When I saw the above headline, it struck me immediately as a possible contender for the Most Absurd Claim To A Customary Norm of International Law Yet. (Even one of my long time favorites, the ATS case involving the use of under-aged camel jockeys, had a better basis.) Although there is a very good case to be made that, under international law, states have a duty to avoid causing chronic pain in their citizens, there is hardly one whit of support for the idea that they are obliged to treat it.

It turns out the story is based upon a Human Rights Watch Report [PDF] that presents access to narcotics and relief from chronic pain as a human right enshrined under international law. Somewhat surprisingly, HRW starts not with a CIL argument, but claims that that the right to treatment of chronic pain is a treaty based obligation. For this they cite a single paragraph of the preamble of the Single Convention on Narcotic Drugs of 1961, which provides that the signatory states are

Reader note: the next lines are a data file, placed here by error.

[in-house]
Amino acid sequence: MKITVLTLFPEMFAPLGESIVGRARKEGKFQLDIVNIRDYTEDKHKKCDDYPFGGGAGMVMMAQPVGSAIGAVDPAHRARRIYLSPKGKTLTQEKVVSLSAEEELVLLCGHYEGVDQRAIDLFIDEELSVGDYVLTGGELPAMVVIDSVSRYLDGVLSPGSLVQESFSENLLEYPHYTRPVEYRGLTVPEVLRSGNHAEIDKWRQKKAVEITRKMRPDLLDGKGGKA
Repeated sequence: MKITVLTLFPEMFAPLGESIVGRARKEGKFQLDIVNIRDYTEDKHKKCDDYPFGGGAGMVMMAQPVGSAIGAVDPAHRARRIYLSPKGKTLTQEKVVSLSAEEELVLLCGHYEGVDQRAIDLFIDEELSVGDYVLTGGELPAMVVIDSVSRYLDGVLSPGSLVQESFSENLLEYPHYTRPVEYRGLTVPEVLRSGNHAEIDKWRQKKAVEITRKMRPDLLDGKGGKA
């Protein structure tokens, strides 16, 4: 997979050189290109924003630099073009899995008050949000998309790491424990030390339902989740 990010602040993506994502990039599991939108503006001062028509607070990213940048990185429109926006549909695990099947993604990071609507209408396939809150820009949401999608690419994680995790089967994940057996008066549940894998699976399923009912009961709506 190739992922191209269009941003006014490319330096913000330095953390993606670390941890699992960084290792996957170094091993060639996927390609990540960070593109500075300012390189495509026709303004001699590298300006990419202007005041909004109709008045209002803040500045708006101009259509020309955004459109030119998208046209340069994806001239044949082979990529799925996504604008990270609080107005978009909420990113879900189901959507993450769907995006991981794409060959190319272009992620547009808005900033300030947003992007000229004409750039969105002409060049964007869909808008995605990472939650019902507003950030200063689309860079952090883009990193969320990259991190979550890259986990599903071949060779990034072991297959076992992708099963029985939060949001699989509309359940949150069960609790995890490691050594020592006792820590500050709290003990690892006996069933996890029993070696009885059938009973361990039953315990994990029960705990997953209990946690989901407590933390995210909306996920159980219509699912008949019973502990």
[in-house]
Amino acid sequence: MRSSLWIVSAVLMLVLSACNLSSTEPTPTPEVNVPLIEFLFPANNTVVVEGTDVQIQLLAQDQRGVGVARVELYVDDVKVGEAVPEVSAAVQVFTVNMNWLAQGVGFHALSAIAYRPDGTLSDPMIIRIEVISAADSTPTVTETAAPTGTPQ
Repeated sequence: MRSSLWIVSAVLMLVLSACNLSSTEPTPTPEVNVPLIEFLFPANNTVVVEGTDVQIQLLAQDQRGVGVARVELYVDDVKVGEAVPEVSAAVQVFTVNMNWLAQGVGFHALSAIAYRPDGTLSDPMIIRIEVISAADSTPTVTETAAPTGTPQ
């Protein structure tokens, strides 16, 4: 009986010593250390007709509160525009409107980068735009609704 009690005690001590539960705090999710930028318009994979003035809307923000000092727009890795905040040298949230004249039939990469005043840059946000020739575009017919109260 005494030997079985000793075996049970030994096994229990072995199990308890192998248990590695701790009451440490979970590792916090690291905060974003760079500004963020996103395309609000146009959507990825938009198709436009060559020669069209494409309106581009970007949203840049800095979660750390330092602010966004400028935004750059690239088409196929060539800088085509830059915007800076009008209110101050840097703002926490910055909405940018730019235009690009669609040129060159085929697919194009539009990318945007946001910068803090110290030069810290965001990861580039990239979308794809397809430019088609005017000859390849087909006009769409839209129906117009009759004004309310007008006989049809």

Concerned with the health and welfare of mankind, [and]

Recogniz[e] that the medical use of narcotic drugs continues to be indispensable for the relief of pain and suffering and that adequate provision must be made to ensure the availability of narcotic drugs for such purposes…

Unfortunately for the HRW report, however, the Convention was clearly not intended to address the availability of pain medication, but rather was entered into by states in an effort to curb cross-border drug trafficking. “Pain” or “suffering” is not mentioned again in the treaty’s text. Even giving it the most generous interpretation, all this language signifies is that the object and purpose of the treaty is to reduce world drug trafficking while not also prohibiting the legitimate medical use of narcotics.

The HRW report also undermines any claims that the Single Convention on Narcotic Drugs of 1961 is the basis of a customary norm that has developed since the treaty entered into force. According to the HRW report, “approximately 80 percent of the world population has either no or insufficient access to treatment for moderate to severe pain.” Given the total absence of any opinio juris on the subject, a mere 20% compliance rate does not a norm make.